Ever heard of DARPA? The research agency within the US Defense Department? Yeah, you, me, and probably 97% of the rest of the country hadn't...until Wednesday when it sent a super random, weird, creepy tweet that was basically the intro to Stranger Things Season 3 and caused people to be like, "Oh, OK, yeah sure, this is fine."
Some background: the Defense Advanced Research Projects Agency oversees research and development initiatives aimed at developing "breakthrough technologies for national security."
The agency came to fruition in 1957, with the launch of Sputnik. Since then, it's championed cutting-edge technology like the internet, AI, nuclear threat detectors, virtual fences, and robots. It now even has a podcast called Voice From DARPA, which sounds...intriguing.
Now, let's dig into why people think the end might be coming.
"Attention, city dwellers!" DARPA tweeted Wednesday morning. "We're interested in identifying university-owned or commercially managed underground and urban tunnels & facilities able to host research & experimentation."
"It's short notice..." the agency continued, writing that it's looking for answers by Friday.
The tweet includes photos of dark, windowless underground spaces with hardly any exits, slightly similar to scenes from, oh, I don't know, The Silence of the Lambs, Psycho, Saw, or an episode of Criminal Minds.
Nbd. Totally normal tweet.
But wait — DARPA said the "ideal space" would be totally underground with a "complex layout" and "currently closed off from pedestrians or can be temporarily used for testing..."
It then added some more photos to really drive this point home.
Here's a close-up.
Notice the piles of trash, dirty floors, empty bucket next to cleaning supplies, wires hanging from the bright, exposed lights. IDEAL.
The tweets caused people to wonder what the hell is going on.
(Cue the "this is fine" meme x 1.000,000.) Totally fine. Super on brand for 2019, tbh.
"Hmm, Strange tweet," someone replied.
Many had some basic questions, like how much LSD they should bring, and if DARPA was testing "toxic 5G" and had thought about magnetic anomalies...
Why do they need this by Friday? another person asked.
One user politely asked the federal agency, "could you phrase this in a way that scares the shit out of me less?" Please and thanks.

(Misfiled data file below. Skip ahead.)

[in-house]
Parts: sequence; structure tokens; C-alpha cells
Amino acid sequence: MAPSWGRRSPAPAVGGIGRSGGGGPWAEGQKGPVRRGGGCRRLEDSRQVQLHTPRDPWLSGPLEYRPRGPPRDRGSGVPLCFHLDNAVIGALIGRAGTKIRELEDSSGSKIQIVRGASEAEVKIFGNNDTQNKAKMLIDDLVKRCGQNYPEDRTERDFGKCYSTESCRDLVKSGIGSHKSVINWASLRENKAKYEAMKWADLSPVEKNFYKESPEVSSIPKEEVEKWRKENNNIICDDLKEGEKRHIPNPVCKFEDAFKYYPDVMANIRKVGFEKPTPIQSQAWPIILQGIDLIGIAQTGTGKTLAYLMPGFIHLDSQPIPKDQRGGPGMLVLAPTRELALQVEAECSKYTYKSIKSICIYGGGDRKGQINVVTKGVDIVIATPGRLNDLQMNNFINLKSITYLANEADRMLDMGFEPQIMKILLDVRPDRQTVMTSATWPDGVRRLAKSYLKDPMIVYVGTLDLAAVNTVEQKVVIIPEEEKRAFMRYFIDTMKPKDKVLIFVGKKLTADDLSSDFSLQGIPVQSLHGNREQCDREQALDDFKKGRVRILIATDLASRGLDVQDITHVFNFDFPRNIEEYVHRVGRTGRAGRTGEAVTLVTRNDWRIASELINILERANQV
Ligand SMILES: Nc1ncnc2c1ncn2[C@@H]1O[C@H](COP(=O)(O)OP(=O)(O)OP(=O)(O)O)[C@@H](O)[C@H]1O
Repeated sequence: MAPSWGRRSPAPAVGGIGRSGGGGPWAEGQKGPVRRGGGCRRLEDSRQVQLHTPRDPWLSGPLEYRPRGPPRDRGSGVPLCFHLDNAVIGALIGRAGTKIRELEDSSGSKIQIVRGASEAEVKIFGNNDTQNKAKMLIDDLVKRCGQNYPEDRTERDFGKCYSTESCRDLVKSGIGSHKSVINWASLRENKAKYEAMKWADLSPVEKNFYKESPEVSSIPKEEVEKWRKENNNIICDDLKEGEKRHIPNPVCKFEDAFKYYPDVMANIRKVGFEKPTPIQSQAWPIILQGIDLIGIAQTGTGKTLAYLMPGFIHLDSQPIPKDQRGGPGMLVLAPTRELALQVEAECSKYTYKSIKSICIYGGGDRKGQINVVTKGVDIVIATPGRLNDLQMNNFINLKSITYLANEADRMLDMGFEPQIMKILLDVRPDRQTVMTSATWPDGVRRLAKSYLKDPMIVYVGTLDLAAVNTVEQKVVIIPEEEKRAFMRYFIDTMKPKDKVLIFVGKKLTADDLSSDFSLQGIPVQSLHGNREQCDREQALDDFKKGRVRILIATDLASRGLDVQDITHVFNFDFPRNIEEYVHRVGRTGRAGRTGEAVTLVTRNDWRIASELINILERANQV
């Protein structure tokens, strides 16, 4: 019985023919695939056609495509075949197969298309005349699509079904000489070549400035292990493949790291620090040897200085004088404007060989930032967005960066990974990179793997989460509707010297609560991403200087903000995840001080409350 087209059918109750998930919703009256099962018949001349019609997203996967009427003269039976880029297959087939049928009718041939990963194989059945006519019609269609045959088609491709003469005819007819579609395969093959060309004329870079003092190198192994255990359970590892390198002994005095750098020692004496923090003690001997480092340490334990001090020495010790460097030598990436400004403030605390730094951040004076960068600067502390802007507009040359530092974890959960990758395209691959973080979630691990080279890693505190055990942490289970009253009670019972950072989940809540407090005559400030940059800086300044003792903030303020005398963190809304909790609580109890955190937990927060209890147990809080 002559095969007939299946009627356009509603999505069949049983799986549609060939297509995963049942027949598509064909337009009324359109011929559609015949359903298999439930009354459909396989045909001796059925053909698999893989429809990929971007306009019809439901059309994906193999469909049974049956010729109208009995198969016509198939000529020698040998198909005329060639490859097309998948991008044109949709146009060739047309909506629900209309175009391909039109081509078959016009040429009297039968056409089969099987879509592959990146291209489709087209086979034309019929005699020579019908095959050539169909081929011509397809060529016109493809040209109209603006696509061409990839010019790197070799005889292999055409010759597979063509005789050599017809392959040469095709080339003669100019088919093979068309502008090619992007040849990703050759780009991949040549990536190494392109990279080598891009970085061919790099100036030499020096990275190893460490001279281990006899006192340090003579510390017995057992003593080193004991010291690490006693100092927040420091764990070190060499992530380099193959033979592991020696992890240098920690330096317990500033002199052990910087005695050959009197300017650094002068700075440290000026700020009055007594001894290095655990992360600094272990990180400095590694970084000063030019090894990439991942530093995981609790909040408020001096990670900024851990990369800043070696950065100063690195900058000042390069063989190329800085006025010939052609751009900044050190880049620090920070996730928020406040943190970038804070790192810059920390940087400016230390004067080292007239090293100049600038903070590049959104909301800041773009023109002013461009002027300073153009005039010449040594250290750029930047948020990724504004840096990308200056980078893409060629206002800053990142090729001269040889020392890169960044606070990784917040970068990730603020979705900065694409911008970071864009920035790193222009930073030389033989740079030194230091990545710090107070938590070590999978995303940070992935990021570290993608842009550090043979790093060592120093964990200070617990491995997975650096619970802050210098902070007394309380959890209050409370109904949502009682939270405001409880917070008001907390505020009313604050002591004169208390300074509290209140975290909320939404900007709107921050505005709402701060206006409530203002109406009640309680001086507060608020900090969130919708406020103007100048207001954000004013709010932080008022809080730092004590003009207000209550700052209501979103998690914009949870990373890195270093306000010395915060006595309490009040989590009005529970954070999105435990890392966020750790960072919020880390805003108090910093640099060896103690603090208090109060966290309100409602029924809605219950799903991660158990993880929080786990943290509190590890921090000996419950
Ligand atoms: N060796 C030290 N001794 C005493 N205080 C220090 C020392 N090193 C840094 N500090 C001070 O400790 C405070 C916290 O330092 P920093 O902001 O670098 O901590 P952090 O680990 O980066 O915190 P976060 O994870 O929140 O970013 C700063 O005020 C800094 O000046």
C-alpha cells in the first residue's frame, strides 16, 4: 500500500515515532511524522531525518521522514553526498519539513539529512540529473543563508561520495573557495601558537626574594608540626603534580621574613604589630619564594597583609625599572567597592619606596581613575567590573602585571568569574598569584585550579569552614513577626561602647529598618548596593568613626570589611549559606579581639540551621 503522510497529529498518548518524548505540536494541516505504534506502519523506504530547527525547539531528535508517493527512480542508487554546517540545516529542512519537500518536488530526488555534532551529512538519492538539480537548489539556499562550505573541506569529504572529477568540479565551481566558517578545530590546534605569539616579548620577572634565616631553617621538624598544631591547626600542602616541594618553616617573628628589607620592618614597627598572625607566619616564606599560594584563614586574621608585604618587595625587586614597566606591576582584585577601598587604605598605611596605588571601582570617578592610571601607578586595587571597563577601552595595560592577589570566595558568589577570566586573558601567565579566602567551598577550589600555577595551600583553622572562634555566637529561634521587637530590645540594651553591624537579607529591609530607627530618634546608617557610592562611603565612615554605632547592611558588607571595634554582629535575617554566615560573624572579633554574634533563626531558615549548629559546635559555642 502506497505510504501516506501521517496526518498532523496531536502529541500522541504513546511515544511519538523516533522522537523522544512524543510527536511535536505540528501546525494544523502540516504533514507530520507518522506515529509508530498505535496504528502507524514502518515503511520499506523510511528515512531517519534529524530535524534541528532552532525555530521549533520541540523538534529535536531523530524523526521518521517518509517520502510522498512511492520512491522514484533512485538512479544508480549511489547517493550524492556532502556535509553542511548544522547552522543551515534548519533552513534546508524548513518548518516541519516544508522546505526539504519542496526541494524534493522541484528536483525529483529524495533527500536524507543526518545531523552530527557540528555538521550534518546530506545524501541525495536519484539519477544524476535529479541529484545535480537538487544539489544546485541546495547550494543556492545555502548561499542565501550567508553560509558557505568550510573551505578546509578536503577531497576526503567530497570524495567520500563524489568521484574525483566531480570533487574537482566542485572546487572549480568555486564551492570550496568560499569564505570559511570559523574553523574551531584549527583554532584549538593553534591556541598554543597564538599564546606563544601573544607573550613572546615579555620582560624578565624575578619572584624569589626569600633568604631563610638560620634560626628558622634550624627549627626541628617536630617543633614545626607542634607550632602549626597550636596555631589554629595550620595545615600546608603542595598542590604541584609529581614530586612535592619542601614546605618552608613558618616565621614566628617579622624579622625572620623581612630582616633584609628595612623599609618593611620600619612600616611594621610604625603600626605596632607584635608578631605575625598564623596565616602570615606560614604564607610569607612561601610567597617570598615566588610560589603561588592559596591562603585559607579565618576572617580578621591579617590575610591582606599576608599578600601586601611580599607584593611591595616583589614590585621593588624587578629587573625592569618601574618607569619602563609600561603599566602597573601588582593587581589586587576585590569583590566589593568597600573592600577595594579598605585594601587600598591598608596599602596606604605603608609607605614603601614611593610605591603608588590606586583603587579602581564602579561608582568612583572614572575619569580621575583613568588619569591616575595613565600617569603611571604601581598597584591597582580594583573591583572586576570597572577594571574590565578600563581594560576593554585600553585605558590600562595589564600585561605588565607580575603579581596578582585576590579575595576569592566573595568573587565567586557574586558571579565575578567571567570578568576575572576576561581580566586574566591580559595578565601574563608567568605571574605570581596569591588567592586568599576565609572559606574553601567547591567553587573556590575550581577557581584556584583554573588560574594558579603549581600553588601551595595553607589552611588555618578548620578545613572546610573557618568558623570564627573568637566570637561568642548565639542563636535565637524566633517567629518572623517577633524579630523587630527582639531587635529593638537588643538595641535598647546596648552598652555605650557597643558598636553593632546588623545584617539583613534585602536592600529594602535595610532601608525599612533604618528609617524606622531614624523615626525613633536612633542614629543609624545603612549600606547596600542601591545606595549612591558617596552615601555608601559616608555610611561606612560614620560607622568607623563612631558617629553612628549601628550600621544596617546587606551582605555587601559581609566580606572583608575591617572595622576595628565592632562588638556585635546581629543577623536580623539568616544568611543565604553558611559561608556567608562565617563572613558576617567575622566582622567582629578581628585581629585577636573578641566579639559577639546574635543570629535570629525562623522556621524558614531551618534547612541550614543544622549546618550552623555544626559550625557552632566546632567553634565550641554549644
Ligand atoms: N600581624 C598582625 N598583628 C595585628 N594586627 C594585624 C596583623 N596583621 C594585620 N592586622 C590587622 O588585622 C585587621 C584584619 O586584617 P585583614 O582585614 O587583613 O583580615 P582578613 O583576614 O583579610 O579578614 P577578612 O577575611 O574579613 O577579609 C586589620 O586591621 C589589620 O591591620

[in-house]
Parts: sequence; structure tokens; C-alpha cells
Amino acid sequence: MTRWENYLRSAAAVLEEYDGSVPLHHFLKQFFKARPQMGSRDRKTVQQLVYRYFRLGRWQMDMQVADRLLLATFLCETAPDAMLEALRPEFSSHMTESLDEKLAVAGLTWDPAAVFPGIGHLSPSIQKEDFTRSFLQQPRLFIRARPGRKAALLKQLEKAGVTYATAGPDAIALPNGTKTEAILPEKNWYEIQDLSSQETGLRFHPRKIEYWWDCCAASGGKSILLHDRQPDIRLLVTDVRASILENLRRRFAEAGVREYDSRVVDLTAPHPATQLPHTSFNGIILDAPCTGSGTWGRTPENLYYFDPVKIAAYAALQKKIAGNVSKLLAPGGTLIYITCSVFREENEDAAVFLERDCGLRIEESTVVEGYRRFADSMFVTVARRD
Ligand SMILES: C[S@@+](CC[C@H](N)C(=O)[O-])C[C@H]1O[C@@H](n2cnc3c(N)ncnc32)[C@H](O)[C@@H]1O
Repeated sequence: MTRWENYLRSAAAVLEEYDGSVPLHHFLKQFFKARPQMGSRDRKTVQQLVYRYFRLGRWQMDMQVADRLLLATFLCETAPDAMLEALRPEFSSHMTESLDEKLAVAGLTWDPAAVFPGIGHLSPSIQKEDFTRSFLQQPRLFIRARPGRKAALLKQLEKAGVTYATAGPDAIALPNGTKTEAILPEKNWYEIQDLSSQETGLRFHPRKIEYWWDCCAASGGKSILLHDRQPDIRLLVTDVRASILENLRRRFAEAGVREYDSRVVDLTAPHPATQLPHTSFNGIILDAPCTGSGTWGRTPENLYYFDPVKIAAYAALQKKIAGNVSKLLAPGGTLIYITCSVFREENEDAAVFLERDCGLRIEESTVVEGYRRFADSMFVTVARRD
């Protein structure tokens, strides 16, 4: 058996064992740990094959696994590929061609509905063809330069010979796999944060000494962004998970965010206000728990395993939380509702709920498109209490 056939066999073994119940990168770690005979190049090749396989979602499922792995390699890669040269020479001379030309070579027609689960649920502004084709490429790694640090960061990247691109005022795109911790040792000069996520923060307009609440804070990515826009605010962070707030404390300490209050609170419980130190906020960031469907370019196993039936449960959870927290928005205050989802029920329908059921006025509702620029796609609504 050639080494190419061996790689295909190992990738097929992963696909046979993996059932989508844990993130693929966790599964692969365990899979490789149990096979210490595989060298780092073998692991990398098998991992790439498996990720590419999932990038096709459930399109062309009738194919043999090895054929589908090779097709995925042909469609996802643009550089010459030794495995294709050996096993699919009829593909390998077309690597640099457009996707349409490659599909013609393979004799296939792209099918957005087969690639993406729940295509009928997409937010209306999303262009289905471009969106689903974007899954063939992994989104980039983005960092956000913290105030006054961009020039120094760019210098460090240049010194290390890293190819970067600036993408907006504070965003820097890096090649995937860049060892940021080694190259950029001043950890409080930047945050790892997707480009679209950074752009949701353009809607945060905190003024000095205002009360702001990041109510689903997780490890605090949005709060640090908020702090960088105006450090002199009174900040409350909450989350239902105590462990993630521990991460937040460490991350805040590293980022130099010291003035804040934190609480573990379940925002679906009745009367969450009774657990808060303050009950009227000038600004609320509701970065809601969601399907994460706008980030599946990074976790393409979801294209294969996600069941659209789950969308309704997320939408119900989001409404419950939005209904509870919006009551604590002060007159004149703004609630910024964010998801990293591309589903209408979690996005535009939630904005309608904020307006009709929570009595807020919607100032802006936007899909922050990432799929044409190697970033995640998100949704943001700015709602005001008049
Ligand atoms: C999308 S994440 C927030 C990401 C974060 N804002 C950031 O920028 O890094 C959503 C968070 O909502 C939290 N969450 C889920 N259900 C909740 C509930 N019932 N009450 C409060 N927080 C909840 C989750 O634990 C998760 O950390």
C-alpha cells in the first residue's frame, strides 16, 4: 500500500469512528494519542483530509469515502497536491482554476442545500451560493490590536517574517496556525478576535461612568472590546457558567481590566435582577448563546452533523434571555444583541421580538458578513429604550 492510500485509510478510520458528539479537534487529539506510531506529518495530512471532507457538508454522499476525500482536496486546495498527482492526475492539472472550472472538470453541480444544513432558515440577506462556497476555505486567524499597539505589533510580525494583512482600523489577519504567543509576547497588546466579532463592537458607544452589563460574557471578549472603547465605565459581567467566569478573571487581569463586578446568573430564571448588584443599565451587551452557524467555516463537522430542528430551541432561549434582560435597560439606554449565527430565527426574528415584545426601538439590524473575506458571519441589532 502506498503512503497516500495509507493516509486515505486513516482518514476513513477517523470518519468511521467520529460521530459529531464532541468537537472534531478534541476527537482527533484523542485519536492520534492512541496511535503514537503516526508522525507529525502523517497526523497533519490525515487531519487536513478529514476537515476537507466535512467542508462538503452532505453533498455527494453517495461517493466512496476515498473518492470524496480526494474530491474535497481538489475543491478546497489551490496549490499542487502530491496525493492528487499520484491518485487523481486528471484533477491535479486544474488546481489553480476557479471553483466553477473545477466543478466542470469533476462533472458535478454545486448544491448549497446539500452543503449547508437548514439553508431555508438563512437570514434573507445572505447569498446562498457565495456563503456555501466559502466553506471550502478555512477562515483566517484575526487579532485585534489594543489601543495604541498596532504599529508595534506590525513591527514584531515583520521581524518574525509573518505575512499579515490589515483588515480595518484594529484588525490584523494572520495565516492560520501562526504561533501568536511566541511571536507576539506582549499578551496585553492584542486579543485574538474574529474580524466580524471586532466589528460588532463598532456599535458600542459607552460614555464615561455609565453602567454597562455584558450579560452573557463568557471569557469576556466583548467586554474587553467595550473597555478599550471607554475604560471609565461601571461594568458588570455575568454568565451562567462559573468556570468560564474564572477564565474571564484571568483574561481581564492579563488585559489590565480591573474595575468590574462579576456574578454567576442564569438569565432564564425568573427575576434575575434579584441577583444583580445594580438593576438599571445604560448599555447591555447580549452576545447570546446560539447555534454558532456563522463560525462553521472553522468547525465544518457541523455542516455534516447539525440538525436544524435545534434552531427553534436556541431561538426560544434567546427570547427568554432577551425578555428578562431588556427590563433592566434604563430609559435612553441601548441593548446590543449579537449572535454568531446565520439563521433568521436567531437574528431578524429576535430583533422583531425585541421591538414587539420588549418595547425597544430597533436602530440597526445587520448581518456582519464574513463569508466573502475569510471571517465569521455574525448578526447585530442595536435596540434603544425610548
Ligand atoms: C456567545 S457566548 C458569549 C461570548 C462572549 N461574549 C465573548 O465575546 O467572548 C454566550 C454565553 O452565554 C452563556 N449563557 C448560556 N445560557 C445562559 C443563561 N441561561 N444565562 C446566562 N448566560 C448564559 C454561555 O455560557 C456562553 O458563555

While this person took a more direct line of questioning:
DARPA really helped quell people's fears, agreeing with one tweeter that the request sounded "both exciting and ominous." Great!
And that Demogorgons, the terrifying monsters in Stranger Things, were "such a Department of Energy thing."
People did try and help, sending tips and ideas, like the 4.3-mile network of tunnels underneath Iowa State University. So nice! (RUN, you guys. GTFO.)
Or the Denver airport, where the underground tunnels have generated countless rumors and conspiracy theories about the apocalypse, a colony of lizard people, the freemasons, — it goes on...literally.
Others wanted a little bit more info so they could plan their lives accordingly. Like what a bummer it would be to work that extra shift if the world is about to end.
In a statement to BuzzFeed News, Jared B. Adams, DARPA's chief of communications, explained that the research agency actually made the request last week — they just didn't get a lot of submissions. The request for "university-owned or commercially managed underground urban tunnels and facilities" is for an upcoming challenge.
DARPA hosts a subterranean competition, called the SubT Challenge Urban Circuit, in which teams from around the world test out "new approaches to rapidly map, navigate, and search underground environments." But finding spaces for competitors to showcase their technologies can be tough.
"Complex urban underground infrastructure can present significant challenges for situational awareness in time-sensitive scenarios, such as active combat operations or disaster response," Adams said, adding that the agency turned to Twitter to "help identify potential representative environments where teams may be able to test in advance of the upcoming event."
This year, 18 teams are competing in the physical systems competition and/or a software-only virtual competition, Adams explained. The "systems track" teams are competing for up to $2 million in their final event, while those in the "virtual track" are gunning to win up to $1.5 million.
Earlier this month, the competitors completed the first round, the Tunnel Circuit, in which they tested their robots' ability to "map, identify, and report artifacts along the passages of two Pittsburgh mines."
"With them, they brought 20 unmanned aerial vehicles, 64 ground robots, and one autonomous blimp robot named Duckiefloat," the release said.
The underground tunnels and passageways are needed for the challenge's second stage, which takes place in February.
"There are three preliminary circuit events and a final integrated challenge course pursuing high-risk and high-reward approaches. The final event, planned for 2021, will put teams to the test with courses that incorporate diverse challenges from all three environments (tunnel, urban, and cave)," Adams said.
So it all sounds pretty cool and benign and even beneficial to our future, since the challenge aims to find and develop technology that can adeptly explore spaces that can be challenging in disasters or combat situations.
But people still had some questions, like why a government agency, on very short notice, is asking the public for an incredibly large space for experiments.